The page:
Eastern Box Turtle

Terrapene carolina carolina


4-1/2 - 6 inches, record 7-13/16 inches. A land turtle with a high domed carapace, highest behind the plastral hinge. Extremely variable coloration and pattern. Both carapace and plastron may be yellow, orange, or olive on black or brown. The light or dark color may be dominate. There are four toes on the hind limbs. Rear margin of carapace goes almost straight down. Upper jaw is hooked. There may be a remnant dorsal keel. Rear lobe of male plastron has a central concave area, female plastron flat to convex. Male eyes sometimes red, female eyes yellowish brown. Plastron is hinged, both ends can be drawn shut, providing excellent protection.

Terrapene carolina has been on the north American continent for at least 5 million years [1].


Forested areas, thickets, meadows, pastures, floodplains, swamps.


Terrestrial and diurnal. Often seen after a rain. Enjoy taking a short swim or soaking in water. Mild-mannered, long lived. Will not stray far if conditions are right.


Nests May to July, 3 - 4 inches deep, 3 to 8 oval, thin walled eggs 1-3/8" long. Nest is expertly hidden when finished. Hatchlings usually remain in nest over the winter. Plastron of hatchlings not hinged. Reach maturity in 5 to 7 years. Male follows female and gives her gentle bites on the shell, neck and head.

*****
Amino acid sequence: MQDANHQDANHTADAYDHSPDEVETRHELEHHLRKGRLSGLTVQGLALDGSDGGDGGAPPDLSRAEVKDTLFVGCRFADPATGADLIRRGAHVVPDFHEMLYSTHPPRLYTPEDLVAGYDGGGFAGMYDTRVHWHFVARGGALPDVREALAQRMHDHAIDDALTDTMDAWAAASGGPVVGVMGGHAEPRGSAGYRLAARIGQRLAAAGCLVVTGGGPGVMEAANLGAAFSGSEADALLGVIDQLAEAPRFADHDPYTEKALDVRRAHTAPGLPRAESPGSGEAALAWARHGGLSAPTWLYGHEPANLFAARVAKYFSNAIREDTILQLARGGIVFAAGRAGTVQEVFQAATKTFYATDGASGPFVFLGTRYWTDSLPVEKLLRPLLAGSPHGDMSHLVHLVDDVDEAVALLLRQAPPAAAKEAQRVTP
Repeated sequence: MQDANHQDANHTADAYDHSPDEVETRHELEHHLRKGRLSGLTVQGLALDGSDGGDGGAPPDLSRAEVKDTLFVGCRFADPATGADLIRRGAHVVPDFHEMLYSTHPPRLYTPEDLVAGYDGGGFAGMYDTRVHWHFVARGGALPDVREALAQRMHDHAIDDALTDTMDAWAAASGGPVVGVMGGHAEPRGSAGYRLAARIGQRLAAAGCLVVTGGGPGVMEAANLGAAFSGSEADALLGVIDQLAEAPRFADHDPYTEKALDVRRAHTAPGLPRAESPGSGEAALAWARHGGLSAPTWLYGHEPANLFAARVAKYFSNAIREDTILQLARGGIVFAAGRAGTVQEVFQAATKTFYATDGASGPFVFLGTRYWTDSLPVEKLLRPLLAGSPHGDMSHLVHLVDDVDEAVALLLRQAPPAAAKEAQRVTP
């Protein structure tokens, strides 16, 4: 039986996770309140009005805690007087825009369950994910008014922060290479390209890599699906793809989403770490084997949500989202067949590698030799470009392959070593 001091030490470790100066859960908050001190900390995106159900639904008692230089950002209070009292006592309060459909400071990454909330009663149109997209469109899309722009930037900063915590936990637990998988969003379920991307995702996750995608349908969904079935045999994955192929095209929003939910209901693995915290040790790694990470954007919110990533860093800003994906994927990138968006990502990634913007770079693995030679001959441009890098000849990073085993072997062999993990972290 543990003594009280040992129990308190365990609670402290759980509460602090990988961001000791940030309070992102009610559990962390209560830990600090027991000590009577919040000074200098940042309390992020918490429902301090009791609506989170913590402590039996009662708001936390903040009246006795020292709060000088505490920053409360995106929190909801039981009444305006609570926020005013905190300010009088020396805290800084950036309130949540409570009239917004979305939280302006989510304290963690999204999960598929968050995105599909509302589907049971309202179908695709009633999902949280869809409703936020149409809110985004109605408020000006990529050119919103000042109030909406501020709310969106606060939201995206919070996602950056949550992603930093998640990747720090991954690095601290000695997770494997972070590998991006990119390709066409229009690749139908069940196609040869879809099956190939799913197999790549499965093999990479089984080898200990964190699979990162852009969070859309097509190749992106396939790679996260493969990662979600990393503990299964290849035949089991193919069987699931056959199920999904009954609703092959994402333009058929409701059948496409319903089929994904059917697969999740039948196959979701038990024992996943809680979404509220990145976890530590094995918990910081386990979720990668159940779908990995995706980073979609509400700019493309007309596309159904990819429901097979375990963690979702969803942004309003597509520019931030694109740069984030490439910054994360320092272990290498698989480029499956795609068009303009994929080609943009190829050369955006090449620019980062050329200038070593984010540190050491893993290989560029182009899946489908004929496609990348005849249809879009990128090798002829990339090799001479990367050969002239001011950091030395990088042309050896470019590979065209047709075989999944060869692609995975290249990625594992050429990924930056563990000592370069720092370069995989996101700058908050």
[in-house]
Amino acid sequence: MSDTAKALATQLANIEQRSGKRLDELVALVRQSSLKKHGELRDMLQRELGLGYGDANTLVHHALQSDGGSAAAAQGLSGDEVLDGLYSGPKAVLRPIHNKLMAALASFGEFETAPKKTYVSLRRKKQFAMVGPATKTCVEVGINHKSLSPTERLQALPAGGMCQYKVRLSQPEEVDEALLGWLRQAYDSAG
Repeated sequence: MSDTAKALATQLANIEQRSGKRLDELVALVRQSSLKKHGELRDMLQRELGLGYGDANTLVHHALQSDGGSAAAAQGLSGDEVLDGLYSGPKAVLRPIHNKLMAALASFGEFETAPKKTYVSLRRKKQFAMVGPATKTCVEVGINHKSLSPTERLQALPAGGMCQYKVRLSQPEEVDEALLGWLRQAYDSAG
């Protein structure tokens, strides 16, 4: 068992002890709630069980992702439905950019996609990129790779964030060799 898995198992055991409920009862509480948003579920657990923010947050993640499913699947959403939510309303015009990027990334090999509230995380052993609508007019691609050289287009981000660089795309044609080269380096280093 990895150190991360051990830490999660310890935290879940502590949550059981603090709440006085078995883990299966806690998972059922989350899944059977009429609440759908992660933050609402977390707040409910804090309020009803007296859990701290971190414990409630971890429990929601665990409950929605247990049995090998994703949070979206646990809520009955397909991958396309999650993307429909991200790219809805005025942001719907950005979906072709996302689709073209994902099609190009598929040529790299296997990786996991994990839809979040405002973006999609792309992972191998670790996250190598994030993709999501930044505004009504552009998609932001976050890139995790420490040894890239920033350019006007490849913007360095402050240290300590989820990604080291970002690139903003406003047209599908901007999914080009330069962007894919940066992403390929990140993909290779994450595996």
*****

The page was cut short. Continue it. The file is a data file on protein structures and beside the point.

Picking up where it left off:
Omnivorous, slugs, snails, earthworms, spiders, crawfish, centipedes, roaches, grasshoppers, crickets, flies, beetles, ants, termites, cicadas, moths, caterpillars, grubs, maggots, fish, frogs, toads, salamanders, small snakes, small birds, carrion, mushrooms (including those poisonous to man - the meat of the box turtle can be lethal), berries, melons, roots, seeds, plums, tomatoes, grasses. Young are more carnivorous than the adults.


* Bob Smither


1. C. Kenneth Dodd, Jr., North American Box Turtles; A Natural History, University of Oklahoma Press, 2001. Volume 6 in the Animal Natural History Series, Victor H. Hutchison, General Editor. ISBN 0-8061-3501-8.

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